A whirlwind of emotion coursed through her as she stared at him, the woman in the distance now seen through the prophetic lens of a tragedy-warning banshee. Because she never expected to see him here, she thought herself safe in the crowd, but there he was. Looking more handsome than ever in a proper suit, his hair combed back and he was smiling softly, as if instead of a villain he was her dashing Romeo. They said demons could adopt many forms, and there was no doubt in her mind that their earlier invocations had brought him to her in the way she always dreamed he'd return after 15 years at sea. Yet, it was a mirage.

"May I have this dance?" he dared to ask, his obsidian eyes sparkling with something akin to…

"No." She would not be swayed nor persuaded. The weight of his actions acting like a ball chain around her ankles, even when her heart and soul wanted to fly to him.

"Come on, Nellie, dance with him!" Marjorie encouraged, not at all surprised by Sweeney's arrival, as if she knew… For the first time she saw her not as a clueless yet well-intentioned friend, but as a traitor. She'd been set up.

"No." she repeated, turning back so she was no longer facing that face. So she didn't see him crumbling in the most fantastic performance she'd seen him giving. It was then that she noticed quite the coterie of busybodies around their table, greedy eyes watching them in anticipation. The ill-fated lovers seemed to be more interesting than their otherwise relentless pursuit of debauchery. And they seemed to have picked a side.

"Dance with him!" they said, over and over again in a cacophony of disembodied voices that were making her dizzy. "C'mon, he came all the way here just for you. He hates parties, yet he is here." This time, she didn't know if it was them of her heart talking, but she'd had enough. There was only one way to shut them up.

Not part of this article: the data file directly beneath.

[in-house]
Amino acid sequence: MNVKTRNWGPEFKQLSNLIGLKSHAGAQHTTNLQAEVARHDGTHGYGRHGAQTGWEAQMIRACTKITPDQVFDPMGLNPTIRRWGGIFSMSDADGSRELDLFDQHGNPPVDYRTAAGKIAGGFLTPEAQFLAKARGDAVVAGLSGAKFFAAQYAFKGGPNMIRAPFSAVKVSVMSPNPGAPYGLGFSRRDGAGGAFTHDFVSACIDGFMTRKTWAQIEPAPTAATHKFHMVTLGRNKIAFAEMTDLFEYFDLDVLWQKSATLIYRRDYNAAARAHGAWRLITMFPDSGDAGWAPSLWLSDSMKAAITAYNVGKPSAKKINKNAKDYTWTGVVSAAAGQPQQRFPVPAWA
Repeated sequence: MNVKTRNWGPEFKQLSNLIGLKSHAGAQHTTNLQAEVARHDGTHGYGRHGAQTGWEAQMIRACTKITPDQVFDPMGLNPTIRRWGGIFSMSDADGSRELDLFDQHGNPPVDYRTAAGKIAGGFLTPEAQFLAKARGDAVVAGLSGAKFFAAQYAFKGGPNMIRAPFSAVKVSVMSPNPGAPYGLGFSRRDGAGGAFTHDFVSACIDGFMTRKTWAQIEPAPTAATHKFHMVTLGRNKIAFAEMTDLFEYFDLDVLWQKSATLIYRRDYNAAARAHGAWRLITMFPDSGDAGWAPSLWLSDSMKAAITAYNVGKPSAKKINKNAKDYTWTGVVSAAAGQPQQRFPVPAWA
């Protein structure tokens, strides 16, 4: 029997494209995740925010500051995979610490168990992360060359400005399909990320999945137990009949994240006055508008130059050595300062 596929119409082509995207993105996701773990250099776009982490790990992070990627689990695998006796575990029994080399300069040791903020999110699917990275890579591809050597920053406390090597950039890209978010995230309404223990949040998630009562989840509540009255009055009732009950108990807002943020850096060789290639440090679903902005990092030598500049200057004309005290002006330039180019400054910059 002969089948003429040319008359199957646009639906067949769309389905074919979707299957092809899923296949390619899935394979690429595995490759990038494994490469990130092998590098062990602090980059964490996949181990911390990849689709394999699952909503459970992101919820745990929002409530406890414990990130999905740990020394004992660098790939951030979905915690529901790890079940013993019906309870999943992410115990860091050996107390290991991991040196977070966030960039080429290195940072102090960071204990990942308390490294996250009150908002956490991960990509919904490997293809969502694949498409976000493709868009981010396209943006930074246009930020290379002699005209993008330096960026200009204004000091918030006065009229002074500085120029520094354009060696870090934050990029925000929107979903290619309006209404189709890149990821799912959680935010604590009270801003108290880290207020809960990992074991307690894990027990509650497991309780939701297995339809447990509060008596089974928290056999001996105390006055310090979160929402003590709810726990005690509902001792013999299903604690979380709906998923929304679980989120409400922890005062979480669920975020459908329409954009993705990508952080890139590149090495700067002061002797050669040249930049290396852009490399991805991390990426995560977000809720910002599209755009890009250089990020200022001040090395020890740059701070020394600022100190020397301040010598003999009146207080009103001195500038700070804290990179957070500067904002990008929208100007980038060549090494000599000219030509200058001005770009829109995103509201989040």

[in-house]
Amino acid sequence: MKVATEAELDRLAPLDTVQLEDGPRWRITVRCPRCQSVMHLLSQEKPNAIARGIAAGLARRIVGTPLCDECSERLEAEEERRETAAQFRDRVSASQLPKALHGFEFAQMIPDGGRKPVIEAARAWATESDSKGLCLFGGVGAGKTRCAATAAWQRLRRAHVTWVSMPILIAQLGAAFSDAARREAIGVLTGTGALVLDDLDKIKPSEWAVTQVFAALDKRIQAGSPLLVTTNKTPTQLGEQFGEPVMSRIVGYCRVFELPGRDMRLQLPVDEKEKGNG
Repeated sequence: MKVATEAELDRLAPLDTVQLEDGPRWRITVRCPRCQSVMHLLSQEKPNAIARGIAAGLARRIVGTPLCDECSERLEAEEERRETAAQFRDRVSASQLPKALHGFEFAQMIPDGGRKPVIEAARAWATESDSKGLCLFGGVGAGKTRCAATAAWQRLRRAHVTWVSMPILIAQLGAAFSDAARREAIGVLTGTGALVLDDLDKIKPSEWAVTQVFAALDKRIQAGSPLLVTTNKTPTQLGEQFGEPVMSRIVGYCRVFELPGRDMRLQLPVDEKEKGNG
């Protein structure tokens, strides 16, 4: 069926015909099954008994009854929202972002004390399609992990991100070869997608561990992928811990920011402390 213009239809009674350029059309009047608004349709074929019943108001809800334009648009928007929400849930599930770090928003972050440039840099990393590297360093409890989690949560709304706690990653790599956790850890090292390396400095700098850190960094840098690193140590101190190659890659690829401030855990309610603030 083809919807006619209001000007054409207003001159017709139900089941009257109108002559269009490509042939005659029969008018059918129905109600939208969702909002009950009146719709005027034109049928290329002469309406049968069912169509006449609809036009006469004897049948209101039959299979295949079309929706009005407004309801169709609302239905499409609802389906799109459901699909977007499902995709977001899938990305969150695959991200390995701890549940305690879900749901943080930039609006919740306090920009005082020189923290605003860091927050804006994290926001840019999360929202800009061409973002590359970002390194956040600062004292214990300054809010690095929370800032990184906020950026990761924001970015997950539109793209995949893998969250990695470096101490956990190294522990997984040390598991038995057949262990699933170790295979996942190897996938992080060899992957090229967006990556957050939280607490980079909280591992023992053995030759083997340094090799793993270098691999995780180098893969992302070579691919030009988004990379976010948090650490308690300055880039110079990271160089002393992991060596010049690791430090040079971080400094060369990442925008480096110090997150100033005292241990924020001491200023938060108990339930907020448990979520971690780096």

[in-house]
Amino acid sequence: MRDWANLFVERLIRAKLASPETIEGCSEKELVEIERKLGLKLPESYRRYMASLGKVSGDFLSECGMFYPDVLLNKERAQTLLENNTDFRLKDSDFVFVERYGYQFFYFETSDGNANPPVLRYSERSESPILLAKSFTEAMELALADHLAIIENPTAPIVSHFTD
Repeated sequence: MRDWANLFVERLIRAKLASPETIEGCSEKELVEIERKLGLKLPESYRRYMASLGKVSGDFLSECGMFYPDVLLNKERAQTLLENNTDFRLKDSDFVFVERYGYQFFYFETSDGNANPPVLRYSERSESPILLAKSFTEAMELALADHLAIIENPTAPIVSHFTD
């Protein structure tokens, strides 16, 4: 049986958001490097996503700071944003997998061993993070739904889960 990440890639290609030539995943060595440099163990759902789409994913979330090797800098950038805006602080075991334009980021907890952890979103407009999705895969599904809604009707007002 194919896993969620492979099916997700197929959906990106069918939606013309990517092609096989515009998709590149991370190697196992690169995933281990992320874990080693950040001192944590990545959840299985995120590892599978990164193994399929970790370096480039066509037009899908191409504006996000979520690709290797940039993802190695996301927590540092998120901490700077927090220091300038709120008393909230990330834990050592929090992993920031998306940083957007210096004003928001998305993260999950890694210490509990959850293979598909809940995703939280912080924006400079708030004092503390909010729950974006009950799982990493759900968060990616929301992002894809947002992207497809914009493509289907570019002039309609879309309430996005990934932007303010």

"Alright!" she screamed, and everyone cheered as they partied just slightly to allow him to lead her to the dancefloor. Then, the room seemed to grow silent, only the thumping of her heart thundered in her ears.

"Let's do a slow one now. For all the shy lovers out there, hoping this is the last push they need to confess their feelings" a band member announced in his thick Irish lilt, and Nellie craned her neck towards his voice. Standing behind him with a victorious smirk on his face as his eyes met hers, was Jonathan Denton. Of course, she should have known Marjorie would not be acting alone.

Her anger grew, and she found herself stepping onto Sweeney's toes, purposely, so he'd release her. He grimaced at the sudden pain, but the hand holding hers—nor the one in the small of her back sending goosebumps all over— did not budge. She tried again, but it yielded the same results.

"You can try to hurt me all you want, but I'm not letting you go. Not until the song is over. You agreed to dance with me, and I know you keep your promises." he told her, his voice stern yet calm. She relented, but not without a dramatic eye roll to show her displease.

She intended to give him the silent treatment, like he'd done many times. To give him a taste of her own medicine and dance with him physically, while her mind attempted to conjure a kinder lover. But it wasn't helping, for his predecessors whose experiences with her could compare were not much better. Similar monsters, under different names. Unrequited, weakened, selfish, doomed lovers. And her dream man, the ethereal vision of perfection she summoned in her darkest days, seemed to have materialised and he was holding her close and they moved about the room to the music beat.

"How are you feeling?" he spoke again, unaware of her internal tumult. "After you fainted… I told Mr. Winslow to get a doctor and I wanted to ask him about you, but he was nowhere to be seen today. I was worried about you, Eleanor."

She didn't know what struck her as odder, the sound of her full name coming out of his lips when she'd gotten used to him calling her by the sweeter, simpler Nellie unless they were fighting, the admission—or the lie—that he was worried, or that he claimed to have been the one concerned enough to call for a doctor when Harold had told her otherwise. In his own words: "Your spineless brother left me as soon as you fainted, that cowardly rat, probably because he knew he was responsible for your predicament. Tell me, Eleanor, what brought this on?" And she'd naturally lied to him, but what Harold told her about Sweeney did not seem out of character. He'd rather flee than face responsibility for his actions. And now he was affirming otherwise. Who to trust?